Low-fat dairy versus higher-fat dairy has been a point of contention for some time. In grad school, we were taught that low-fat dairy is what we should recommend. But with new research coming out, plus the fact that I think higher-fat dairy is more delicious, I thought we should shed some light on the subject.
Also #disclaimer, the majority of this work was done by my boyfriend #RD2be. Thanks Alex!
So, let’s break it down!
Do you remember the days of fat-free everything?
The so-called “fat-free” craze started in the 1960s and 1970s, after researchers working on the Seven Countries Study claimed that eating fat increased your risk for developing heart disease. These findings scared the public and, as a result, the following decades were filled with weight loss programs and food products that excluded large amounts of fat from the diet, including full-fat dairy options.
In the last decade, we’ve been finding that saturated fat might not be as unhealthy as we originally thought. In one national study, participants reduced the amount of saturated fat they ate, while also increasing their fruit and vegetable intake. After doing this for 6 years, the researchers found that people eating less saturated fat weren’t any less likely to die from heart disease. Another long-term study (which involved 6,000+ participants over the course of 10 years) found that there was no link between eating dairy sources of saturated fat and heart disease. However, the researchers did find an association between eating other animal sources of saturated fat (beef, pork, lamb etc.) and heart disease.
So does this mean you can eat all the saturated fat you want? Probably not.
There is still a lot of research that shows eating less saturated fat leads to better health outcomes. One study found that when participants replaced 1% of their daily caloric intake from saturated fats with polyunsaturated fats, their LDL cholesterol levels and likelihood of developing heart disease dropped. Another study found that eating greater amounts of low-fat dairy products was linked with lower blood pressure in an older population who had a high risk for heart disease.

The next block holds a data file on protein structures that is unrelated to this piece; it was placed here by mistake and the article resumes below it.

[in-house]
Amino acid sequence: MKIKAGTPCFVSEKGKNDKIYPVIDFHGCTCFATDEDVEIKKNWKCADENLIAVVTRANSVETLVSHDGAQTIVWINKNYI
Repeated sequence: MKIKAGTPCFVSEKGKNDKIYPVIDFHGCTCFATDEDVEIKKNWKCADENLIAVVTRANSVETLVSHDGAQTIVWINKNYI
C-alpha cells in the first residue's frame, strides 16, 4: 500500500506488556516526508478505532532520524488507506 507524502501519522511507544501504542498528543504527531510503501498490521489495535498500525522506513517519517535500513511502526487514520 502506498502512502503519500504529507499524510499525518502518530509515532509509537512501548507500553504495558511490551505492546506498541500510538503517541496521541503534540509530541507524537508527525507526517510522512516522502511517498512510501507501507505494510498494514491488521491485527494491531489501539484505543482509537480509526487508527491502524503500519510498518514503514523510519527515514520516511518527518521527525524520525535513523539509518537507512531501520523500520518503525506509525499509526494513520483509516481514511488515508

Most importantly, the USDA Dietary Guidelines still recommends that Americans should be consuming low-fat dairy products instead of the regular full-fat options, and that Americans should consume no more than 10% of their daily calories from saturated fats. The Dietary Guidelines are created through a rigorous analysis of all the existing scientific data; which means there is enough evidence to support that consuming less saturated fat is still the healthiest option.
So, what do we do?
There is still a lot of evidence supporting the health benefits of consuming low-fat dairy products. However, it appears that consuming dairy sources of saturated fat may be fine, so if you prefer the taste of 2% yogurt over non-fat, I say go for it! Additionally, the increased fat in these dairy products may cause you to feel more satiated after eating them. Also, it is super important to note that eating fat WILL NOT make you fat. (Side not: If I could have told that to my 12 year old self, I would have eaten way more chocolate and less fat-free Red Vines). So to recap, if you enjoy eating a higher fat dairy product, then give it a try!
Try these tips to mix up your dairy habits:
- Eat less meat, in particular, red meat to decrease your saturated fat intake
- Use olive oil instead of butter or coconut oil in your cooking
- Eat a 2% yogurt with your breakfast instead of your original fat-free version
Do you eat dairy? What are your favorite dairy products?